Low-Key Valentine's Dinner: Easy Seared Scallops With Leek Risotto

Emily and Matt Clifton

Valentine's Day calls for a special occasion dinner, but "special occasion" doesn't necessarily mean a massive undertaking. In fact, if you want to pay proper attention to your love, getting bogged down in the kitchen isn't the best plan. Instead, think about serving a thoughtful meal featuring a premium ingredient or two that will come together with minimal effort, like this simple leek risotto with seared scallops and a lemony brown butter sauce.

It's important to get the right kind of sea scallops for this dish, which means dry-packed scallops, not wet-packed ones. Your fishmonger will be able to tell you which kind they have. They'll also look different: dry scallops have deeper and more varied hues, while wet ones are much whiter and will leach out milky fluid when cooked. The wet ones are often a few dollars cheaper per pound, but don't be fooled: you'll be paying in part for the liquid they absorb as a result of brining, which negatively affects the scallops' flavor, as well.

We could only find what's commonly referred to as "medium-sized" (U20) scallops when we went shopping for our testing—that "U20" designation means that you'll get about 20 scallops per pound. We prefer "jumbo" scallops (U10), if they're available, as they're easier to sear without overcooking.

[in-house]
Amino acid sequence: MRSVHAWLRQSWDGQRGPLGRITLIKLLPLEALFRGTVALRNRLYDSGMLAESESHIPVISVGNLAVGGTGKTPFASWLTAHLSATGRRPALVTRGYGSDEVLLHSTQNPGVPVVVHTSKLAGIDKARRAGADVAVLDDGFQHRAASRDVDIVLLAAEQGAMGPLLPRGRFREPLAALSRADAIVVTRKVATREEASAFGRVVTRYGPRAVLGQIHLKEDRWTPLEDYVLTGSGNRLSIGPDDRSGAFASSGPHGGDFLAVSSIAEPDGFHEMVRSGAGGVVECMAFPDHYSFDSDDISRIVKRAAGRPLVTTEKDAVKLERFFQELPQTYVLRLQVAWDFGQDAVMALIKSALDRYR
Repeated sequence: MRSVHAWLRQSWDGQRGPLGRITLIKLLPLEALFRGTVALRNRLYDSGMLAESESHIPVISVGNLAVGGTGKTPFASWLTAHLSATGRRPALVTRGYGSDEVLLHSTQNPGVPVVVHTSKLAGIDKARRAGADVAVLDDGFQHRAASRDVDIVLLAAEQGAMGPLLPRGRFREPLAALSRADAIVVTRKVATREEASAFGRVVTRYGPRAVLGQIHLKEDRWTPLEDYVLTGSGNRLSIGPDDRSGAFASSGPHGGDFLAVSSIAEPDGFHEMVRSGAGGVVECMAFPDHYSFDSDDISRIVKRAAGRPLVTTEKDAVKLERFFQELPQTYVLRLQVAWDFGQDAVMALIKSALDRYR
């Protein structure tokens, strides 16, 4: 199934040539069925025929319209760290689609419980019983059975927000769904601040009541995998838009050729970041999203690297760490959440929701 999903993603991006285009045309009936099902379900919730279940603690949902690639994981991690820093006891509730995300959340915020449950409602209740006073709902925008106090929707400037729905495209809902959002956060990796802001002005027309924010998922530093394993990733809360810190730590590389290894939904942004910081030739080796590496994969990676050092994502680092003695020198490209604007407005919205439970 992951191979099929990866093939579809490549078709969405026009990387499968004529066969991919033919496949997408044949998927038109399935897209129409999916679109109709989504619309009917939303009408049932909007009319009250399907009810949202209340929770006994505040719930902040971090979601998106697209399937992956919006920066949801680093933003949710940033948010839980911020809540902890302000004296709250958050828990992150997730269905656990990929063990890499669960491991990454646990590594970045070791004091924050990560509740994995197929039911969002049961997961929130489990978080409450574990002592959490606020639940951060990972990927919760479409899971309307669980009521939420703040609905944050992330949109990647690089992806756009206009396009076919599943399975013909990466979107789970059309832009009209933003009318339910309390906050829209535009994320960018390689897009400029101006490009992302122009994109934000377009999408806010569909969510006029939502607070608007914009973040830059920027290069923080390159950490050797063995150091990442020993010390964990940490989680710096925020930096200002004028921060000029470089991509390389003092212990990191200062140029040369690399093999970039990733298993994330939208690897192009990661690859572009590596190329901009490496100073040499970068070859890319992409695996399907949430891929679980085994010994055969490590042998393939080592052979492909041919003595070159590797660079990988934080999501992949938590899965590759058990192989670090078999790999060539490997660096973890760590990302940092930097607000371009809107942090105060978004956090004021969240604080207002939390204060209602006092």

The best way to prepare scallops of any size is to keep them cold, dry them thoroughly with paper towels, and salt them 15 minutes before cooking. Do one last pat-down with fresh paper towels right before you put them in the pan. Remember, the drier they are before they go in, the better they'll brown, since water is a barrier to browning.


For the risotto, we favor Carnaroli rice over Arborio, since it holds its texture a little better, but use whichever you can find. We use a classic method here, toasting the rice in extra-virgin olive oil, then adding butter and leeks and cooking until the leeks soften. After hitting the pan with a splash of white wine, we ladle in hot broth in small additions until the rice is cooked.

You can hold the rice at this point until the scallops are cooked and the sauce is ready, then finish it by thinning with additional broth and stirring in grated cheese until the grains are suspended in a creamy, gently flowing sauce.


We decided to add some bright color with sprinkled chopped parsley and sweet red teardrop peppers, though you could use another sweet pickled pepper or omit them entirely.

A little sweetness, a little spice, rich scallops, and creamy risotto—if that's not romance in a dish, we don't know what is.